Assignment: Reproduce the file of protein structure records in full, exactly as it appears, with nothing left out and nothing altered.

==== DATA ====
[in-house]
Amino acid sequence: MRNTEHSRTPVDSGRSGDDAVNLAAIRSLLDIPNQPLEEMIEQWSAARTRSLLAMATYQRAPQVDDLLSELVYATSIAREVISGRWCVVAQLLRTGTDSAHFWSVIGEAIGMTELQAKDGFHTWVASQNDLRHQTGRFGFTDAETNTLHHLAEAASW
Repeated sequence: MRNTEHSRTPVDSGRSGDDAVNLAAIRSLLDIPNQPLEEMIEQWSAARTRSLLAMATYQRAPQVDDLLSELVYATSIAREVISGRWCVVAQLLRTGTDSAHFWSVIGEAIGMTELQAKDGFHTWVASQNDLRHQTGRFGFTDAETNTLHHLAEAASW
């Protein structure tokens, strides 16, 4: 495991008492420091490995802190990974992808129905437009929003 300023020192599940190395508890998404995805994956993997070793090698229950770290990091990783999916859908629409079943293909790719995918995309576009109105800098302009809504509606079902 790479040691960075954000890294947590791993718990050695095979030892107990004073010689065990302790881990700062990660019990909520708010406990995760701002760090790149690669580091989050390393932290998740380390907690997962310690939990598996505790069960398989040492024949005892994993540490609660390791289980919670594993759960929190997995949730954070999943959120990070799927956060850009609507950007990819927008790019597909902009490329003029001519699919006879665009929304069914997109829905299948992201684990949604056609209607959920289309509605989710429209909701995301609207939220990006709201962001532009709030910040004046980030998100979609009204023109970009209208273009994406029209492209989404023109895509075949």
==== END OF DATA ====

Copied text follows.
[in-house]
Amino acid sequence: MRNTEHSRTPVDSGRSGDDAVNLAAIRSLLDIPNQPLEEMIEQWSAARTRSLLAMATYQRAPQVDDLLSELVYATSIAREVISGRWCVVAQLLRTGTDSAHFWSVIGEAIGMTELQAKDGFHTWVASQNDLRHQTGRFGFTDAETNTLHHLAEAASW
Repeated sequence: MRNTEHSRTPVDSGRSGDDAVNLAAIRSLLDIPNQPLEEMIEQWSAARTRSLLAMATYQRAPQVDDLLSELVYATSIAREVISGRWCVVAQLLRTGTDSAHFWSVIGEAIGMTELQAKDGFHTWVASQNDLRHQTGRFGFTDAETNTLHHLAEAASW
């Protein structure tokens, strides 16, 4: 495991008492420091490995802190990974992808129905437009929003 300023020192599940190395508890998404995805994956993997070793090698229950770290990091990783999916859908629409079943293909790719995918995309576009109105800098302009809504509606079902 790479040691960075954000890294947590791993718990050695095979030892107990004073010689065990302790881990700062990660019990909520708010406990995760701002760090790149690669580091989050390393932290998740380390907690997962310690939990598996505790069960398989040492024949005892994993540490609660390791289980919670594993759960929190997995949730954070999943959120990070799927956060850009609507950007990819927008790019597909902009490329003029001519699919006879665009929304069914997109829905299948992201684990949604056609209607959920289309509605989710429209909701995301609207939220990006709201962001532009709030910040004046980030998100979609009204023109970009209208273009994406029209492209989404023109895509075949």